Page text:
Credits

I would like to first thank Henry Sokolski for taking the time to talk to me especially in such an informal setting. I have gained greater insight on global security issues and geopolitics in general. Both the interview and the lecture were enlightening and entertaining. I would also like to thank Alexsandra McMahan, Annemarie Catanzaro, and Professor Randy Willoughby for orchestrating both the lecture and the subsequent interview. Lastly, I like to thank Sebastian Brady for editing for this piece over the summer holidays.

1. City busting is a term to describe the military strategy to deliberately target as many civilians as possible in order to terrorize the population and to force the population and its government to give up. Cities have the greatest densities of population so it is logical to target cities. The basic military aim in war is to compel the other side to give up.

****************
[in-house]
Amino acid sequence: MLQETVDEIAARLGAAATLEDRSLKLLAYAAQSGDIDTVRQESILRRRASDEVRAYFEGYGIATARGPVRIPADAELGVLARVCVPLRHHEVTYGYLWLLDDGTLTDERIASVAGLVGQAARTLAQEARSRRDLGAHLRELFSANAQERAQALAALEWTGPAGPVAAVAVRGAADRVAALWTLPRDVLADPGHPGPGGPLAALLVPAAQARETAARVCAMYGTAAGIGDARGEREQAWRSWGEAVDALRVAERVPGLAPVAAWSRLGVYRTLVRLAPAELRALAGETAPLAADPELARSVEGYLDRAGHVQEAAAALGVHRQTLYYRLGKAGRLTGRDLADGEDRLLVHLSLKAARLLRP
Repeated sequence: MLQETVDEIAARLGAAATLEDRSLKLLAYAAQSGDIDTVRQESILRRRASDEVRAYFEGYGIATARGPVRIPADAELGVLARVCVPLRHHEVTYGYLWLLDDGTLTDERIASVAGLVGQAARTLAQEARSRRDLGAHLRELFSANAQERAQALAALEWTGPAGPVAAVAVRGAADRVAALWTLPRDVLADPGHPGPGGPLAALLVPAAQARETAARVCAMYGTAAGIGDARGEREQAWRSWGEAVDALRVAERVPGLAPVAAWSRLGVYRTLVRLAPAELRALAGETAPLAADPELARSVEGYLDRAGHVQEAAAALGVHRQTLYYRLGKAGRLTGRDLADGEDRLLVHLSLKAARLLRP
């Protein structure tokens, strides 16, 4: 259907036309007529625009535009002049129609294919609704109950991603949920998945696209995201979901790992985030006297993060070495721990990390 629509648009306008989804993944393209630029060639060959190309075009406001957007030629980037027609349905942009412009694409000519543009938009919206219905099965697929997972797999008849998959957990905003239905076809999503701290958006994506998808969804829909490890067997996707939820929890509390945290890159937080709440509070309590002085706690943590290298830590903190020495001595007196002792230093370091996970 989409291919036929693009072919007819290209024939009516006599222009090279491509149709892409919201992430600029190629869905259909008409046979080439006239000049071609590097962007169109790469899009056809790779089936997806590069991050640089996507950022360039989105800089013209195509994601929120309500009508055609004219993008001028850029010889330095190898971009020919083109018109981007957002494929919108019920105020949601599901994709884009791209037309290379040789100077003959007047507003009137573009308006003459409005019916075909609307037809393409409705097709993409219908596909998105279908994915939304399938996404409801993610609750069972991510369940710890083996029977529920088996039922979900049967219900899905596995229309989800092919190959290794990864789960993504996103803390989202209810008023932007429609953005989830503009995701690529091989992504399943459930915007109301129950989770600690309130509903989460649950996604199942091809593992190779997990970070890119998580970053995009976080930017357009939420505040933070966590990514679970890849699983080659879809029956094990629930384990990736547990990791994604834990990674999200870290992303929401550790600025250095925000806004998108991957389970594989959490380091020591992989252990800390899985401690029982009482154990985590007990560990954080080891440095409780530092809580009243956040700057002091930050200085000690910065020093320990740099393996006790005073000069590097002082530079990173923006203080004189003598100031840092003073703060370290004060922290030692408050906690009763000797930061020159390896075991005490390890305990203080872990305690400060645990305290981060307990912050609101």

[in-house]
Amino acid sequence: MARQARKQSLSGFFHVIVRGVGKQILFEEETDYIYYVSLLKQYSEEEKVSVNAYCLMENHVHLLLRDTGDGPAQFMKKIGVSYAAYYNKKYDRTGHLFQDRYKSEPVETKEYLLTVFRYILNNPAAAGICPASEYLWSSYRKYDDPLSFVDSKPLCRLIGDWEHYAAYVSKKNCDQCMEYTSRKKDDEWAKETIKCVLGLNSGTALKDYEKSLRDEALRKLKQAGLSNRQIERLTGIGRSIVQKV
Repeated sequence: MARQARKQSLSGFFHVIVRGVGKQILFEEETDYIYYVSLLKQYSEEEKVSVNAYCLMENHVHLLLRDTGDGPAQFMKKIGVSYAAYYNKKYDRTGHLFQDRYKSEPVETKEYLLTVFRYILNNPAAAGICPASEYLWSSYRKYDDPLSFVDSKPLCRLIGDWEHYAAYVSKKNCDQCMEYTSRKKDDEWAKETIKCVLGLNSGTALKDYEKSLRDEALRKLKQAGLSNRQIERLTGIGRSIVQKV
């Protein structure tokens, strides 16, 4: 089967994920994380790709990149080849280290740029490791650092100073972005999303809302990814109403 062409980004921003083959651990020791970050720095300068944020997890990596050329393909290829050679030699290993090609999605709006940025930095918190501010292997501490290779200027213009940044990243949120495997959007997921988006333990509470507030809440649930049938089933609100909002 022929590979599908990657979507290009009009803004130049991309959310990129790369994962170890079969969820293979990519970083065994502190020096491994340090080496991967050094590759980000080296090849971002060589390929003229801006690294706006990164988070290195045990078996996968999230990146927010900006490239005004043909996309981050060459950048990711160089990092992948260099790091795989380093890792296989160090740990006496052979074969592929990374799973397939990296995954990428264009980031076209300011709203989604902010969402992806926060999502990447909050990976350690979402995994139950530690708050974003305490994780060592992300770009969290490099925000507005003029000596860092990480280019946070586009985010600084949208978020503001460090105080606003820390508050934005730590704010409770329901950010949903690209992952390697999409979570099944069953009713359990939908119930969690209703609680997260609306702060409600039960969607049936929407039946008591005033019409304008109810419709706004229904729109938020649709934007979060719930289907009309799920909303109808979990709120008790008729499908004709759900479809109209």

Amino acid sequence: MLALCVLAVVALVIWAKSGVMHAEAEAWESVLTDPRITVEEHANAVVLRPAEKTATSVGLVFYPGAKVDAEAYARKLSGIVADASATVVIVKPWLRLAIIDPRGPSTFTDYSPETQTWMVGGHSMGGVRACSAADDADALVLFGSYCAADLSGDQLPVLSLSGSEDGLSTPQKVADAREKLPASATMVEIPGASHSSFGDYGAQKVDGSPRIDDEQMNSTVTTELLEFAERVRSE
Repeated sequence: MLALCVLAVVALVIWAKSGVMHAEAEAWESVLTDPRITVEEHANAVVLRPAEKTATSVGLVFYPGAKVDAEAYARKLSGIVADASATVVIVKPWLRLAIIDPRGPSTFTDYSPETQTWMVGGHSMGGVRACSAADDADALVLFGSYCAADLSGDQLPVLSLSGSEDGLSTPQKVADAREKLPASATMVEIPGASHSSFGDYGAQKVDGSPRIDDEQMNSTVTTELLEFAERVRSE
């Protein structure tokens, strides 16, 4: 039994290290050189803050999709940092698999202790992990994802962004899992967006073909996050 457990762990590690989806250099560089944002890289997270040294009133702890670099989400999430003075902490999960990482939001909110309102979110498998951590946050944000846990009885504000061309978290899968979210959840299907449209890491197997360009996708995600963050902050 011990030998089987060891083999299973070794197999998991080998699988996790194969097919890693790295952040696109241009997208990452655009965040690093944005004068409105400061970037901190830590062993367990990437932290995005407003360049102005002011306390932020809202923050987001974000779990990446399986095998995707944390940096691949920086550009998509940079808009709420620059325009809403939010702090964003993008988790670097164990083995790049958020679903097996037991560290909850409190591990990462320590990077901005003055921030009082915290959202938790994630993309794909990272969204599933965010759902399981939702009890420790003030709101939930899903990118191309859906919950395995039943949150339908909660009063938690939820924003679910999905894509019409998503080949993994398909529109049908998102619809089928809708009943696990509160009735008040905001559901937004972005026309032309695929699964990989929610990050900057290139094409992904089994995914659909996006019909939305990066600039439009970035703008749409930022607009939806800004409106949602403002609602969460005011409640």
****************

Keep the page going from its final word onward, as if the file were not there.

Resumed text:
2. Harold Smith and Raymond Jeanloz, “Britain Leads the Way to Global Zero,” Arms Control Today, December 2010.

3. R. Jeffrey Smith, “Obama Administration Embraces Major New Nuclear Weapons Cut,” Center for Public Integrity, February 8, 2013.

4. B-2 bombers are one of America’s strategic bombers. It has both stealth capability and the ability to deliver nuclear payload. The fact that the United States sent these bombers over showed how serious it was about the North Korean provocation.

5. Terminal guidance is a guidance system used during the terminal phase, just before the weapon impacts its target. ICBMs require multiple guidance systems to steer the missile and warheads through different stages from launch to final impact.

6. “Design Characteristics of Iran’s Ballistic and Cruise Missiles.” Nuclear Threat Initiative. January 2013.

7. Wan, William. “Georgetown students shed light on China’s tunnel system for nuclear weapons.” The Washington Post.

Photo by cvrcak1

Advertisements

Leave a Reply

Fill in your details below or click an icon to log in:

WordPress.com Logo

You are commenting using your WordPress.com account. Log Out / Change )

Twitter picture

You are commenting using your Twitter account. Log Out / Change )

Facebook photo

You are commenting using your Facebook account. Log Out / Change )

Google+ photo

You are commenting using your Google+ account. Log Out / Change )

Connecting to %s